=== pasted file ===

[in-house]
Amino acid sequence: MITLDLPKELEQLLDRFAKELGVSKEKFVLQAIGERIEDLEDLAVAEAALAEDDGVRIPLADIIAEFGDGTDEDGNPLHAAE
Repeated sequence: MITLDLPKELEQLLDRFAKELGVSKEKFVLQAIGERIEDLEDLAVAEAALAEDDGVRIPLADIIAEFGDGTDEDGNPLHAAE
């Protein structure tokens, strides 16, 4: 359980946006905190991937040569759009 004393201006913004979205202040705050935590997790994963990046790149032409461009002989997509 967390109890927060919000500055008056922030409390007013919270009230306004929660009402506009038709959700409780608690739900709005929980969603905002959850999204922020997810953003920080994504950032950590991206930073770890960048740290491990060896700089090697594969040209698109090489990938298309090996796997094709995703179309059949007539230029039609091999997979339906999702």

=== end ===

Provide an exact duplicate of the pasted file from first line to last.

[in-house]
Amino acid sequence: MITLDLPKELEQLLDRFAKELGVSKEKFVLQAIGERIEDLEDLAVAEAALAEDDGVRIPLADIIAEFGDGTDEDGNPLHAAE
Repeated sequence: MITLDLPKELEQLLDRFAKELGVSKEKFVLQAIGERIEDLEDLAVAEAALAEDDGVRIPLADIIAEFGDGTDEDGNPLHAAE
């Protein structure tokens, strides 16, 4: 359980946006905190991937040569759009 004393201006913004979205202040705050935590997790994963990046790149032409461009002989997509 967390109890927060919000500055008056922030409390007013919270009230306004929660009402506009038709959700409780608690739900709005929980969603905002959850999204922020997810953003920080994504950032950590991206930073770890960048740290491990060896700089090697594969040209698109090489990938298309090996796997094709995703179309059949007539230029039609091999997979339906999702």